Now, there are dozens of women plumbers across the country.

“These women now don’t have to face the resistance I faced 10 years ago, and in 10 years’ time it will be even easier for the next generation,” Sheikh says on the sidelines of her advanced-level course in plumbing and repair for women.

Steep path to workforce

Despite being highly educated – more women graduate from Jordanian universities than do men, year in and year out – only 22 percent of women in Jordan participate in the workforce, compared with 87 percent of Jordanian men, one of the lowest rates in the region, according to the World Bank. This is despite a population that is 49.7 percent female. Unemployment among Jordanian women is around 33 percent, more than double than that of men’s 13.9 percent.

Economists, analysts, and women workers attribute this low participation to a combination of cultural misconceptions and practical barriers.

Some conservative and tribal families, although they encourage their daughters to continue their higher education, find the thought of women being alone with strange men, working long hours, or having to take public transportation to be “shameful”.  

Meanwhile, a lack of transportation, day care for children, and social security make many jobs more trouble than the salary is worth.

Women’s path to the workforce has been steep in Jordan, where traditionally the only acceptable work for women was as school teachers, and later professors, government clerks, nurses, doctors, and secretaries.

Now that times are tougher, hundreds of Jordanian women are taking up vocational trades, becoming plumbers, car mechanics, taxi drivers, electricians, and gas station attendants.

Women are also motivated by the pay. One day cleaning water tanks can earn a worker 90 Jordanian dinars, or $126, more than one-third the monthly minimum wage in Jordan. Good days as a plumber can bring in excess of $170, the amount of monthly rent, a mortgage payment, or university tuition fee. A busy day at the garage can generate upwards of $100, equivalent to two weeks’ worth of groceries.

Thousands in training

Jordan’s iron women are quickly passing on their craft to thousands of eager women.

Bani Hani is selecting women engineering graduates to train at her garage as car mechanics, later to be appointed as her first full-time employees.

For a decade, Sheikh has provided plumbing and home maintenance training to women, and now provides advanced courses – complete with her own textbooks – funded by the German government and the United States Agency for International Development. Since 2007, Sheikh has trained 16,000 women across Jordan, many of whom are now starting their own companies and cooperatives.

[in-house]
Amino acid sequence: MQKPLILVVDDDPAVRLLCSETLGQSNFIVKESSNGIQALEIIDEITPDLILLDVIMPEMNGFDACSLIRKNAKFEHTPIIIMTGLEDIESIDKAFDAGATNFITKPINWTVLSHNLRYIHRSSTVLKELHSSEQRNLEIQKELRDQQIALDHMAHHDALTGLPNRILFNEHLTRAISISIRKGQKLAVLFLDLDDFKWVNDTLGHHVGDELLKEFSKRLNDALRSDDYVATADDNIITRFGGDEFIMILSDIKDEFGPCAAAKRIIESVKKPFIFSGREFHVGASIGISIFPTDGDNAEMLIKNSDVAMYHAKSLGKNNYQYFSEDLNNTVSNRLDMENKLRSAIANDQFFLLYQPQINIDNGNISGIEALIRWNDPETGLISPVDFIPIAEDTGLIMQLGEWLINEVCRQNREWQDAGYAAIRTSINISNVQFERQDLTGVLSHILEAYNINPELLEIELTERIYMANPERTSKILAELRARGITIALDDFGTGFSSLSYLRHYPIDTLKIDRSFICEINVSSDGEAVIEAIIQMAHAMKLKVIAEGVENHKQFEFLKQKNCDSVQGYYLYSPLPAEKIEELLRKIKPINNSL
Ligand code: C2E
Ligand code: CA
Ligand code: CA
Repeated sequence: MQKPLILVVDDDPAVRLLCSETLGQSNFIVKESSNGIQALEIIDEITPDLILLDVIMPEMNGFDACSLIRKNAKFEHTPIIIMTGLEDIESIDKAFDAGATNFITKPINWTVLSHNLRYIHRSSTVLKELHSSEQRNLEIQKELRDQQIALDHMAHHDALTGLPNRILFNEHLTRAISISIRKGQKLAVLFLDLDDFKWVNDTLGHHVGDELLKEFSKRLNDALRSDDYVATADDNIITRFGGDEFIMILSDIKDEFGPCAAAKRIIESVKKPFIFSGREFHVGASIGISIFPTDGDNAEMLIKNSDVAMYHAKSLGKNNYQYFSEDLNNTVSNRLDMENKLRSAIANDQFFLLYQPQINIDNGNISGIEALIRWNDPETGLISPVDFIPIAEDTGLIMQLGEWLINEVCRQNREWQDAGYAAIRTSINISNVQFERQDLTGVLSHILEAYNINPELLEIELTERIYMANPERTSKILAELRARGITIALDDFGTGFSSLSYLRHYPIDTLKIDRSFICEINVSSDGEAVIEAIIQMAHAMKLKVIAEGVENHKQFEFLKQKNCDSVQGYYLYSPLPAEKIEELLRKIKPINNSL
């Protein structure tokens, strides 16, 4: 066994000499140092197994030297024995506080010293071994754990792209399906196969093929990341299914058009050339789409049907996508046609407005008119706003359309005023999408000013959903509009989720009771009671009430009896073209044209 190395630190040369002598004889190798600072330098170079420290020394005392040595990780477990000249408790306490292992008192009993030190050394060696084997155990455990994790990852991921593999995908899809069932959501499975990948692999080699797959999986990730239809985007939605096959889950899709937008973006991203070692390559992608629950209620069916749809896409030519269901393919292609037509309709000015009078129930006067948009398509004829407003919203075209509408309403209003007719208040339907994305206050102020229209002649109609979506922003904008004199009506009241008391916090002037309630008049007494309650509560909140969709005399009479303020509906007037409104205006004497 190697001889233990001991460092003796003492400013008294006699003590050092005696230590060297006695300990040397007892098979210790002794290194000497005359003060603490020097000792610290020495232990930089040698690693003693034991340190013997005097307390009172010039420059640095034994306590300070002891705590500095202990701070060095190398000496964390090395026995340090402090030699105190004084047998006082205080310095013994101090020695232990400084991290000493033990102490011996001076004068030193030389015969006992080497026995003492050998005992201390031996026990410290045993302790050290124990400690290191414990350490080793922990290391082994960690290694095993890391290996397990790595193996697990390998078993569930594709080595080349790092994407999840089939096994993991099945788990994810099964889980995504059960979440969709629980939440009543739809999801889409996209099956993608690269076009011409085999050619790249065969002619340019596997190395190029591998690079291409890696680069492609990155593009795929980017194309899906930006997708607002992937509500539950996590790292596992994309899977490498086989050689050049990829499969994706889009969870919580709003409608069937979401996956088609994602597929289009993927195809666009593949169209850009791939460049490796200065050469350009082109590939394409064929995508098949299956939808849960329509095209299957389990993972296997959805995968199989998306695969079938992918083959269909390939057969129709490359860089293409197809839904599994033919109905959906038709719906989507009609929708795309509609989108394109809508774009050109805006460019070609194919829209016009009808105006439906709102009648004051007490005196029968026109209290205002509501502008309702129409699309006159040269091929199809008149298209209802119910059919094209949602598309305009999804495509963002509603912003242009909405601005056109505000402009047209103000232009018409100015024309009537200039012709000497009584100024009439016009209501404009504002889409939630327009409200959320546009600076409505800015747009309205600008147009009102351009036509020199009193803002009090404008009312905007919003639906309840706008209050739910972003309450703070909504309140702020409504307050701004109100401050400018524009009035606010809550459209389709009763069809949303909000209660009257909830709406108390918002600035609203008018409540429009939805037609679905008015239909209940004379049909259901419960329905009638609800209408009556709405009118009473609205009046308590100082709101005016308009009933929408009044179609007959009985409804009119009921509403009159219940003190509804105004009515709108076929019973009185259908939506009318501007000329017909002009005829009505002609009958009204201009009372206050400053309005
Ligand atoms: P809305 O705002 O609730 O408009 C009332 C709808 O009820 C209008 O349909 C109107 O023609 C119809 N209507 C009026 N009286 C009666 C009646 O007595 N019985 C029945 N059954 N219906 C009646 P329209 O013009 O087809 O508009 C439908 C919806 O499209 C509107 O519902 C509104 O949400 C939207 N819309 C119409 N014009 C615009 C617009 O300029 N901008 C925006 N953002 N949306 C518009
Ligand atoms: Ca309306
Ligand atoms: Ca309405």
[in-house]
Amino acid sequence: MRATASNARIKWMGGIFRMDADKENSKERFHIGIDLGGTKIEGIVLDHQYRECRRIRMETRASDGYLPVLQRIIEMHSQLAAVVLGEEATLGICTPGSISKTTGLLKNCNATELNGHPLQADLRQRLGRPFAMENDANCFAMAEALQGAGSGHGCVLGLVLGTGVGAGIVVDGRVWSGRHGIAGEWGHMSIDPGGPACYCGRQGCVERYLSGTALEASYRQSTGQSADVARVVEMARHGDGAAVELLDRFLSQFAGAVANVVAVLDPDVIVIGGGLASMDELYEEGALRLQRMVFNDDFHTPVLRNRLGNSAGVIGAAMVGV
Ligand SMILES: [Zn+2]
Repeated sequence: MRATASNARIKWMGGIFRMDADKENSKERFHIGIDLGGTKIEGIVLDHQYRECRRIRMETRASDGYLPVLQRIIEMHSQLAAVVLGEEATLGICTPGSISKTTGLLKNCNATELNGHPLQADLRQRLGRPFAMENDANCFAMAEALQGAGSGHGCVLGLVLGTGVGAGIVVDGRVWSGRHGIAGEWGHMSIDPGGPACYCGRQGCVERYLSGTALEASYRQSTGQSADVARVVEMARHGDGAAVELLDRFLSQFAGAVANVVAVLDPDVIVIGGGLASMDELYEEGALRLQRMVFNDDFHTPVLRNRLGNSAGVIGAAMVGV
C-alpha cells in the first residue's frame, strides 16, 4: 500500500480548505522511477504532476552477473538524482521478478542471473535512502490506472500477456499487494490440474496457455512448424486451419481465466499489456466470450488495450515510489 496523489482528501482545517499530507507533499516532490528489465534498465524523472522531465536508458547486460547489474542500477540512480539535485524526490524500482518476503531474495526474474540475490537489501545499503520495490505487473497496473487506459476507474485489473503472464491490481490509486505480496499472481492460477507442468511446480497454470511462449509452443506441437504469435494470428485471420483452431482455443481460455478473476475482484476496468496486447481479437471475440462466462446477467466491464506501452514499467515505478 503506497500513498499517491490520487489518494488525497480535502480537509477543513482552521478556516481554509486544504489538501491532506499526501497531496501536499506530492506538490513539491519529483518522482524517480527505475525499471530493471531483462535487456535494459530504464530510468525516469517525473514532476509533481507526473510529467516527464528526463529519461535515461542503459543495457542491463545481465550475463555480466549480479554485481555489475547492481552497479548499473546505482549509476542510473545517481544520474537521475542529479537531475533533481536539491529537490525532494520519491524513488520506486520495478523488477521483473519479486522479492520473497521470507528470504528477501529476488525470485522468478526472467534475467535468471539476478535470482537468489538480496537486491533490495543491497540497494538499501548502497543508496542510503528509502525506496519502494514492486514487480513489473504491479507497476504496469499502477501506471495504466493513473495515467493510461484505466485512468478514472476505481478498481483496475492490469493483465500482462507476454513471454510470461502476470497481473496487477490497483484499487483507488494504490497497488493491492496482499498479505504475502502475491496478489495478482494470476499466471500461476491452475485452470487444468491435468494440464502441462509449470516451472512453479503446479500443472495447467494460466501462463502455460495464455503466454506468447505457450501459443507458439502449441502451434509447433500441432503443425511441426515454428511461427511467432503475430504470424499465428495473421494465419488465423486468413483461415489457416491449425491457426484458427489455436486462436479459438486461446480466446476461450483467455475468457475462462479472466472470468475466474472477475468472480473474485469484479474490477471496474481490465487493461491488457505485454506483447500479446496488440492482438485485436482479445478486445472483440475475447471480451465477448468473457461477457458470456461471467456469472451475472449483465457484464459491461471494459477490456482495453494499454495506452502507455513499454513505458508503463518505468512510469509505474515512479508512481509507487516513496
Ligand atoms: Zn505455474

At Sheikh’s training workshop in the town of Zarqa, women trainees chisel away at cinderblock to lay pipes. Others cut and shape thermal pipes, or design their own blueprints for a planned bathroom.

“People have seen our work and are now trusting us,” says Saeda Hamdan, a 54-year-old mother of five who after freelancing as a plumber is now planning to open her own company to clean water tanks, which all Jordanian households rely on. “Now we are going into homes and fixing the mistakes of men plumbers.”

Regulatory obstacles

Despite a shift in perceptions of women’s place in the workforce, practical barriers remain: women-owned businesses face all the regulatory obstacles that men’s businesses do.

While the country has strived to create an investment-friendly climate for foreign investors, Jordan’s bureaucracy, arcane regulations, licensing, and heavy taxes at the local level stifle many homegrown small- and medium-size enterprises before they even get off the ground.

Bani Hani spent thousands of dollars in licensing fees before opening her garage, while aspiring plumbers are often forced to work informally.

Meanwhile, the conditions that have long dissuaded Jordanian women from entering the private sector remain: expensive or unavailable health insurance, a lack of nurseries to place their children, and costly transportation.

“The cultural ‘shame’ preventing women to enter these sectors is gone, but the support to keep them there and protect them are still not in place,” says Mr. Awad.

Still, Jordan’s tradeswomen vow to plow on.

“A hard day’s work has no gender, only results,” says Hamdan, the trainee plumber. “No one can take that from us.”